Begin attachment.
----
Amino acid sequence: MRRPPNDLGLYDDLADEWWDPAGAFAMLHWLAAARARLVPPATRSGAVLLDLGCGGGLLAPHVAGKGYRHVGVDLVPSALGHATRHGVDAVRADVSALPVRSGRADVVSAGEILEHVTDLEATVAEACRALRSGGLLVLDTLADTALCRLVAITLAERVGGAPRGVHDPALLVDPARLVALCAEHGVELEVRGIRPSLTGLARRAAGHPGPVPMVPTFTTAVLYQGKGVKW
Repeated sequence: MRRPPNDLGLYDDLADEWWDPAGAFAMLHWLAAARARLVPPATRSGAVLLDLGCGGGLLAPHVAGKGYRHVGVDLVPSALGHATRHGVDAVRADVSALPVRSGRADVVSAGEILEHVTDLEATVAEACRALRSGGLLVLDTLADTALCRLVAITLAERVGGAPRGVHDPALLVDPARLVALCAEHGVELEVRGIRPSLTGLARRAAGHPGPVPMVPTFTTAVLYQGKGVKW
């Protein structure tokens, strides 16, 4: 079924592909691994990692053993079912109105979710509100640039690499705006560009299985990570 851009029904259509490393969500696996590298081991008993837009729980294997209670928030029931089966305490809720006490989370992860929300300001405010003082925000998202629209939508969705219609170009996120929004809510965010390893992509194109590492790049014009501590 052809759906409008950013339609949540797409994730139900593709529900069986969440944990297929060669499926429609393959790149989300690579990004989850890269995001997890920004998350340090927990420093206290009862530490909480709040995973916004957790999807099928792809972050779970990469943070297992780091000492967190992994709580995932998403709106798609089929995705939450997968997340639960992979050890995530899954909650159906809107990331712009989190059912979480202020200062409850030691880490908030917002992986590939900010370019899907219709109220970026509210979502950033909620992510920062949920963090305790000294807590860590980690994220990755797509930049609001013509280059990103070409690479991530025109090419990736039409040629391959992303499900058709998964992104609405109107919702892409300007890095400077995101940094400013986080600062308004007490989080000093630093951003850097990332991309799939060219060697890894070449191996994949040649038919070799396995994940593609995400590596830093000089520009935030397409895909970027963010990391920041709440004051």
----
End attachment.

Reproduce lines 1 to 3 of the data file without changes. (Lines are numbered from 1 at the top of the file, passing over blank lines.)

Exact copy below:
Amino acid sequence: MRRPPNDLGLYDDLADEWWDPAGAFAMLHWLAAARARLVPPATRSGAVLLDLGCGGGLLAPHVAGKGYRHVGVDLVPSALGHATRHGVDAVRADVSALPVRSGRADVVSAGEILEHVTDLEATVAEACRALRSGGLLVLDTLADTALCRLVAITLAERVGGAPRGVHDPALLVDPARLVALCAEHGVELEVRGIRPSLTGLARRAAGHPGPVPMVPTFTTAVLYQGKGVKW
Repeated sequence: MRRPPNDLGLYDDLADEWWDPAGAFAMLHWLAAARARLVPPATRSGAVLLDLGCGGGLLAPHVAGKGYRHVGVDLVPSALGHATRHGVDAVRADVSALPVRSGRADVVSAGEILEHVTDLEATVAEACRALRSGGLLVLDTLADTALCRLVAITLAERVGGAPRGVHDPALLVDPARLVALCAEHGVELEVRGIRPSLTGLARRAAGHPGPVPMVPTFTTAVLYQGKGVKW
């Protein structure tokens, strides 16, 4: 079924592909691994990692053993079912109105979710509100640039690499705006560009299985990570 851009029904259509490393969500696996590298081991008993837009729980294997209670928030029931089966305490809720006490989370992860929300300001405010003082925000998202629209939508969705219609170009996120929004809510965010390893992509194109590492790049014009501590 052809759906409008950013339609949540797409994730139900593709529900069986969440944990297929060669499926429609393959790149989300690579990004989850890269995001997890920004998350340090927990420093206290009862530490909480709040995973916004957790999807099928792809972050779970990469943070297992780091000492967190992994709580995932998403709106798609089929995705939450997968997340639960992979050890995530899954909650159906809107990331712009989190059912979480202020200062409850030691880490908030917002992986590939900010370019899907219709109220970026509210979502950033909620992510920062949920963090305790000294807590860590980690994220990755797509930049609001013509280059990103070409690479991530025109090419990736039409040629391959992303499900058709998964992104609405109107919702892409300007890095400077995101940094400013986080600062308004007490989080000093630093951003850097990332991309799939060219060697890894070449191996994949040649038919070799396995994940593609995400590596830093000089520009935030397409895909970027963010990391920041709440004051």